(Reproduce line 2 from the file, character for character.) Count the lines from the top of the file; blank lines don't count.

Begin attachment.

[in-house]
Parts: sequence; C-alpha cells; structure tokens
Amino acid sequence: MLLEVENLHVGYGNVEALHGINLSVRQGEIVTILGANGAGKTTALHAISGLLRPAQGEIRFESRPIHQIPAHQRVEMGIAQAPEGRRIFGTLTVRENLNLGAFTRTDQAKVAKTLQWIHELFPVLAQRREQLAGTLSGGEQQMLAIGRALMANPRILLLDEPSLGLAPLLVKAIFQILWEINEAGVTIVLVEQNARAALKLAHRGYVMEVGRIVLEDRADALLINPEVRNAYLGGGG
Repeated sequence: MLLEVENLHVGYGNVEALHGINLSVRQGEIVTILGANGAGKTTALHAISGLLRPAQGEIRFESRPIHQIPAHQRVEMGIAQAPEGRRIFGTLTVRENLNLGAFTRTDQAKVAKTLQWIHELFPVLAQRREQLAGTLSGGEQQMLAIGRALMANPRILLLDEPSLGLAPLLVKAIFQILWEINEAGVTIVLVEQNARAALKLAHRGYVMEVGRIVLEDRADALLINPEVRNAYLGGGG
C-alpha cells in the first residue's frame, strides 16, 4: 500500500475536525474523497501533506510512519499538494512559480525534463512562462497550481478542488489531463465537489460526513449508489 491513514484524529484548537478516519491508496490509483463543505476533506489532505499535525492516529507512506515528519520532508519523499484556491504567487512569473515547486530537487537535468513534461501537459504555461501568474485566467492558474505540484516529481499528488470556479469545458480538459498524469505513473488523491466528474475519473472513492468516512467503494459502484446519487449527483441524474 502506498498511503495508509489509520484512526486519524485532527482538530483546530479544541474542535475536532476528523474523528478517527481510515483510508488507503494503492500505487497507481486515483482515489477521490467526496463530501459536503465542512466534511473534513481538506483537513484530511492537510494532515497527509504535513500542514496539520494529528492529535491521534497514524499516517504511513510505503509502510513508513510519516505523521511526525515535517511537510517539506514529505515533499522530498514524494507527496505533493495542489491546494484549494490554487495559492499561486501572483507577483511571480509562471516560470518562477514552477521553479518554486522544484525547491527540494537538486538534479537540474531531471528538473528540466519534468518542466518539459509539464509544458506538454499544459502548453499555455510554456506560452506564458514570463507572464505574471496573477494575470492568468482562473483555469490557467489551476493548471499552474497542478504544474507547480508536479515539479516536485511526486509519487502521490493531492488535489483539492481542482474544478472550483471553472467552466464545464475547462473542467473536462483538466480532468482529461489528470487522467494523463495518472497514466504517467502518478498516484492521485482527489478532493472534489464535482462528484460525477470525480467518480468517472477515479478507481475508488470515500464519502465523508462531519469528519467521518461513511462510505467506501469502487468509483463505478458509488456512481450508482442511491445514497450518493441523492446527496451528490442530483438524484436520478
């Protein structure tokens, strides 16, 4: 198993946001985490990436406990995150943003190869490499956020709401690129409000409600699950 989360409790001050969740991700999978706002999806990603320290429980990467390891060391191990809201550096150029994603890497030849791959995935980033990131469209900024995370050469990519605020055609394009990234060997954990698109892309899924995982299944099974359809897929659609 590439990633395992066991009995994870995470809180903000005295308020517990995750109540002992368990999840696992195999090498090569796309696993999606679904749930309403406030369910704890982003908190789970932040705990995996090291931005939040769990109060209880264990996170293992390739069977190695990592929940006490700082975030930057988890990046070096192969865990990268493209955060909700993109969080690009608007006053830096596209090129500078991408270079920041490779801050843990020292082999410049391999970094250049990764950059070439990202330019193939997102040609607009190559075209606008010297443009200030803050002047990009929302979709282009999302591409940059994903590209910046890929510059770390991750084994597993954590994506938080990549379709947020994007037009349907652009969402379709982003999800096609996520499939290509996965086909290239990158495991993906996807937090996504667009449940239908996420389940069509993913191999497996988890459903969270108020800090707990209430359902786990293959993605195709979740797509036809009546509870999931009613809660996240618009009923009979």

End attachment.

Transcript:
Parts: sequence; C-alpha cells; structure tokens